By Kirk Moore Youth workers often have a reputation of being tireless, resilient and somewhat headstrong. I think it can also be said that youth workers spend so much time and energy helping others grow in their faith that they neglect caring for their own souls. Veteran youth worker Jeanne Stevens feels the same way. In her book, Soul School: Enrolling in a Soulful Lifestyle for Youth Ministry, she writes from her perspective as a youth leader who has experienced the ups and downs of ministry and who has also had her share of successes and failures.
Soul School is an invitation for youth workers to step away from outward comparisons and unrealistic expectations and instead live life authentically seeking and experiencing God’s presence. Each chapter focuses on a different area of soul enrichment. Additionally, each chapter finishes with a workbook area with space for contemplation and to written reaction, as well as for setting goals for your own soul enrichment.
A few chapter highlights:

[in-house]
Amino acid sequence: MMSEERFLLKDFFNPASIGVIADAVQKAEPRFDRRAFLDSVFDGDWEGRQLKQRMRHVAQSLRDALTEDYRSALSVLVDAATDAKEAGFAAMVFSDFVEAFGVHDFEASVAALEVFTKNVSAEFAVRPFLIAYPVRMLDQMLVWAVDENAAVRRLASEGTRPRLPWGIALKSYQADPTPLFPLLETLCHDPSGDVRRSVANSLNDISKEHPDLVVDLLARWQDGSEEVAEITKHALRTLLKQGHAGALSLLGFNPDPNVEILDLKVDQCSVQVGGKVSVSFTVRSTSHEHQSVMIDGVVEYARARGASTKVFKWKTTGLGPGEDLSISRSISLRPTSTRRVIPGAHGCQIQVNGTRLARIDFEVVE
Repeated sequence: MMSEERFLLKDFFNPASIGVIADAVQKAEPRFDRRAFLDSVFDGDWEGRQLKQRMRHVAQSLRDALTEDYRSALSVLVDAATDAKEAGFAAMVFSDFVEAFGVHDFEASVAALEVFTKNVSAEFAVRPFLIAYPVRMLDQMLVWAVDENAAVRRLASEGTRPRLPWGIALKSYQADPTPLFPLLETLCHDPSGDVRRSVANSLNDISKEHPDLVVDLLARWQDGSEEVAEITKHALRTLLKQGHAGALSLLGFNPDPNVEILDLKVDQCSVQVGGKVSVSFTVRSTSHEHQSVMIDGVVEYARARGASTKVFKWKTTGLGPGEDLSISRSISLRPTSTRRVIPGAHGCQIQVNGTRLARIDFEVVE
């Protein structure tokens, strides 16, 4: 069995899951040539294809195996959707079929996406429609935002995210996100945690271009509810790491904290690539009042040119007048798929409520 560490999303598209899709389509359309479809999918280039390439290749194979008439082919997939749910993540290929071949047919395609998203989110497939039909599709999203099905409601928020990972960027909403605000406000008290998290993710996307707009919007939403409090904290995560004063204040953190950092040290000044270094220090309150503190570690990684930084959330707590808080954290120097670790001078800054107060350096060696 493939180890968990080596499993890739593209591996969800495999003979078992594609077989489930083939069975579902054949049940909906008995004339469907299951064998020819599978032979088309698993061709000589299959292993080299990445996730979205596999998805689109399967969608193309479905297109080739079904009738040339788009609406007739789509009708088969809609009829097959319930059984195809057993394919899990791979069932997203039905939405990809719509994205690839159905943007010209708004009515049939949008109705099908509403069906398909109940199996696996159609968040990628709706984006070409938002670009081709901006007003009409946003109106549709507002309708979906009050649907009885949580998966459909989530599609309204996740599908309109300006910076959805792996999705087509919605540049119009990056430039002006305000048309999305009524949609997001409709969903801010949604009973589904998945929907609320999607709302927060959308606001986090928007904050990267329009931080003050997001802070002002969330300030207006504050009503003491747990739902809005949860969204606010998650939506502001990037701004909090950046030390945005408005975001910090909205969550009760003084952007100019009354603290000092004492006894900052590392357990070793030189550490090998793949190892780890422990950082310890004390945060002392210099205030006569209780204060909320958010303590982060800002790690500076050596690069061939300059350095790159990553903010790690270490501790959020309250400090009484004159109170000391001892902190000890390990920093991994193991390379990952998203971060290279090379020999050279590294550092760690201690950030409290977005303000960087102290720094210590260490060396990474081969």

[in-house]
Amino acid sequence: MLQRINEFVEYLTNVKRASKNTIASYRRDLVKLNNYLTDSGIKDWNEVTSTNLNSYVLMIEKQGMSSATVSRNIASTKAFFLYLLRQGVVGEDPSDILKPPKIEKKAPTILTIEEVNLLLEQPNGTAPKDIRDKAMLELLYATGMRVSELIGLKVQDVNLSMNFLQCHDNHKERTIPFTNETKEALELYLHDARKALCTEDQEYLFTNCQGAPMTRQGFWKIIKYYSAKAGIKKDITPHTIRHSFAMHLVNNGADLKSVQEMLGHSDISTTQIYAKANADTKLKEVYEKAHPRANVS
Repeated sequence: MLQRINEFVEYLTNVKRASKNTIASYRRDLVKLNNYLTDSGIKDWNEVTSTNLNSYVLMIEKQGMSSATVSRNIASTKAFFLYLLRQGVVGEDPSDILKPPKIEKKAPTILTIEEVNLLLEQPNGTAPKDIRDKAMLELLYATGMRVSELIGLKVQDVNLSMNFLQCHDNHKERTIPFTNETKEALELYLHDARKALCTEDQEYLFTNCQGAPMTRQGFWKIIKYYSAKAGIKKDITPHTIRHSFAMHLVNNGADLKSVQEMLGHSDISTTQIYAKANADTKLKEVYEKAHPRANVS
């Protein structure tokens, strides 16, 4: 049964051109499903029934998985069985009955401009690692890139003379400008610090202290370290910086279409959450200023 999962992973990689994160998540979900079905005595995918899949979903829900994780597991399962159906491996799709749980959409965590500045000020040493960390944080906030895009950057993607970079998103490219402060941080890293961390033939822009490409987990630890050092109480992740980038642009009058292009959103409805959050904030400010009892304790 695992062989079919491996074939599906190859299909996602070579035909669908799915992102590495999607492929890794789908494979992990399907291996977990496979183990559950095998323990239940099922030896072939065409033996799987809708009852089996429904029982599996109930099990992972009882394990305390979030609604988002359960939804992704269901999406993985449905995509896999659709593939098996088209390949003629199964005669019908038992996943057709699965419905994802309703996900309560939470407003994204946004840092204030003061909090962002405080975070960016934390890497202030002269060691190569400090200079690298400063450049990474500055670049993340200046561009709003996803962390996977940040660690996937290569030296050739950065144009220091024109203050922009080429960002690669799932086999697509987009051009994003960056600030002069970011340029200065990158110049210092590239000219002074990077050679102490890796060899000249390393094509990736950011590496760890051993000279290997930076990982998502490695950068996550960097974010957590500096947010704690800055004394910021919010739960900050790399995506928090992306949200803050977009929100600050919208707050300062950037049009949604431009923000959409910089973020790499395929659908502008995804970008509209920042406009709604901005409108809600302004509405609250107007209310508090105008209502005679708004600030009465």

- The Unforced Rhythms of Grace – “Too many youthworkers are afraid to admit they’re tired” (p.39) “God is the one who fills our tanks.” (p. 41)
- Hello, My Real Name Is . . . – “We are God’s children, we always have been his children, and we always will be his children.” (p. 84)
- The Miraculous Middle – “I am still amazed that in Jesus we can be both broken and whole.” (p. 99) If there’s a quote that sums up this book – this is it.
- The Freedom of Forgiveness – “I was surprised by what happened to me when I began to embrace my capacity for being wrong.” (p. 110)
I think the best students for Soul School are youth leaders who are open to an ongoing soul-renovating experience. Some chapters will be much more engaging than others for different youth workers, but the same book read at different life seasons will likely challenge the reader in very different ways. I found myself deeply engaged by about 4 of the book’s 10+ chapters. I think all of the chapters would have engaged me had there been more first-person experiences in addition to Jeanne’s personal and third-person experiences. Soul School is a helpful, and in some respects necessary, resource for helping youth workers recharge on a continuing journey of faith.